Canada police tow trucks, step up arrests to clear Ottawa protests By Reuters


© Reuters. A man walks with a Canada flag in front of a truck as protests against coronavirus disease (COVID-19) vaccine mandates continue, along Wellington street near the Parliament of Canada, in Ottawa, Ontario, Canada, February 17, 2022. REUTERS/Carlos Osorio


By Steve Scherer and David Ljunggren

OTTAWA (Reuters) -Police began towing trucks from central Ottawa on Friday and stepped up arrests of protesters in a bid to end a trucker-led movement that has blockaded Canada’s capital for three weeks and embarrassed Prime Minister Justin Trudeau’s government.

The protesters have lined up heavy trucks outside parliament and Trudeau’s office, and Ottawa police, fearing escalation or violence, had sought to disperse them with fines and threats of possible arrest.

But with dozens of trucks still occupying the downtown, police on Thursday arrested two of the movement’s leaders and charged them with mischief. By Friday, after a night of heavy snow, officers had set up 100 road blocks near the protest site to deny people access and starve it of new supplies, like food and fuel.

“You must leave. You must cease further unlawful activity and immediately remove your vehicle and/or property from all unlawful protest sites. Anyone within the unlawful protest site may be arrested,” Ottawa Police wrote on Twitter (NYSE:).

Police said they had arrested 15 protesters and towed four vehicles, including what a Reuters photographer said was an 18-wheeler truck. Hundreds of police lined up in front of protesters near parliament, slowly advancing towards them and making arrests.

Some protesters kneeled in front of police with their arms linked. Others pushed back at police as they advanced, with the occasional scuffle breaking out. One man yelled “freedom” as police arrested him and led him away.

The protesters initially wanted an end to cross-border COVID-19 vaccine mandates for truck drivers but the blockade gradually turned into an anti-government and anti-Trudeau demonstration. They have vowed to remain peaceful but say they will stand their ground until police physically remove them.

“If they want to arrest me, I’ll put my hands out, and they can twist-tie me up like everybody else here. We’re going peaceful,” said Mark, a protester from Nova Scotia who would not give his last name. Nearby, protesters inside a tent were frying eggs on a portable stove, with no apparent plans to leave.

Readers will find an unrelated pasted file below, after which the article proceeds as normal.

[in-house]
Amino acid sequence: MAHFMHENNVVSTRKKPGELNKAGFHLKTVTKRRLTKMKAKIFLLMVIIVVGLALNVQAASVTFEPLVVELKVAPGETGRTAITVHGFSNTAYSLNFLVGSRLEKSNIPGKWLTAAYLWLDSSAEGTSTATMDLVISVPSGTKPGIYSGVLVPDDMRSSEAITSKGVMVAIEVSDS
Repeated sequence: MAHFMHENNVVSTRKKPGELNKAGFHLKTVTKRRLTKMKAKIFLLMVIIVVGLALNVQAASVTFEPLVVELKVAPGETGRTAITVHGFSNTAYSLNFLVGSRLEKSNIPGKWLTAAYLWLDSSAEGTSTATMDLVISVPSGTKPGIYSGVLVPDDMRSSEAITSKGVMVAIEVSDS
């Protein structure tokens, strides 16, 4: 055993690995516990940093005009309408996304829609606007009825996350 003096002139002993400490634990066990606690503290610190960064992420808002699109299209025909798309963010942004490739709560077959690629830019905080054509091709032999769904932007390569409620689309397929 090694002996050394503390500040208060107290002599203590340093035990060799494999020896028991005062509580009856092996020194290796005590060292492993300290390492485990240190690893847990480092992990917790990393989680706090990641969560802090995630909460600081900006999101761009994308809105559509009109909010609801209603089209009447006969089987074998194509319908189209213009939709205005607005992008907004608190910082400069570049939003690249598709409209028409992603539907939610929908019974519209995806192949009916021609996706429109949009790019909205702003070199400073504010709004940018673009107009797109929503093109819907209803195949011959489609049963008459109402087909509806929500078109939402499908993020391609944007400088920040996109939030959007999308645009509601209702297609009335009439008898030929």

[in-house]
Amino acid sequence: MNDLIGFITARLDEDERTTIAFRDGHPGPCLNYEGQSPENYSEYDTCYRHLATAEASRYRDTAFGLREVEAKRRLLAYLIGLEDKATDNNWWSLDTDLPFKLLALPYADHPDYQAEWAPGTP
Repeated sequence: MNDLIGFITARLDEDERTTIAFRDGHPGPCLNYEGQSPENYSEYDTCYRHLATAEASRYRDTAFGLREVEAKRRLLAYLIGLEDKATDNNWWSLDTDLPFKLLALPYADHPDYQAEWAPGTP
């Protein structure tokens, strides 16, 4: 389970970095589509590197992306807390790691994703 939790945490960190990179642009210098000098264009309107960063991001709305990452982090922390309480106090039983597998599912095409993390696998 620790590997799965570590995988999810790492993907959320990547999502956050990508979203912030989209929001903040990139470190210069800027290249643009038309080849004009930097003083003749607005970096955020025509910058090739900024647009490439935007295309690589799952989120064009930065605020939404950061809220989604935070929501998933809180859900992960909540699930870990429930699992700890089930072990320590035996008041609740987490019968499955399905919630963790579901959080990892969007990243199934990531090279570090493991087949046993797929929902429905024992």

Police, who have deployed hundreds of officers to central Ottawa, say it will take days to clear the protests. At least one military-style armored vehicle was seen in downtown Ottawa. While most of the officers are not armed, some carried weapons including at least one equipped with a gun.

Police said protesters had “put children between police operations and the unlawful protest site,” adding: “The children will be brought to a place of safety.” Reuters did not witness any protesters putting children near police sites.


Trudeau on Monday invoked emergency powers to give his government wider authority to stop the protests. Legislators had been due to debate those temporary powers on Friday but the House of Commons suspended its session, citing police activity.

“If you are not in the House of Commons precinct, stay away from the downtown core until further notice,” a House of Commons notice said.

Trudeau sought the special powers after protesters shut down U.S. border crossings including Ontario’s Ambassador Bridge to Detroit, a choke point for the region’s automakers. The shutdown of the bridge, which was cleared on Sunday, had damaged both countries’ economies and posed a major crisis for Trudeau.

As police accelerated work to clear the protesters’ last stronghold, at least a dozen tow trucks were seen preparing to remove trucks and other protest vehicles still parked downtown.

Many of the tow trucks had all identification marks removed. Before Trudeau invoked the Emergencies Act, police had said some tow truck drivers were afraid to cooperate with authorities, fearing they might be the target of retaliation.

The Canadian Broadcasting Corp., citing security sources, said authorities had set up a number of temporary detention centers around the city, presumably to hold detained protesters.

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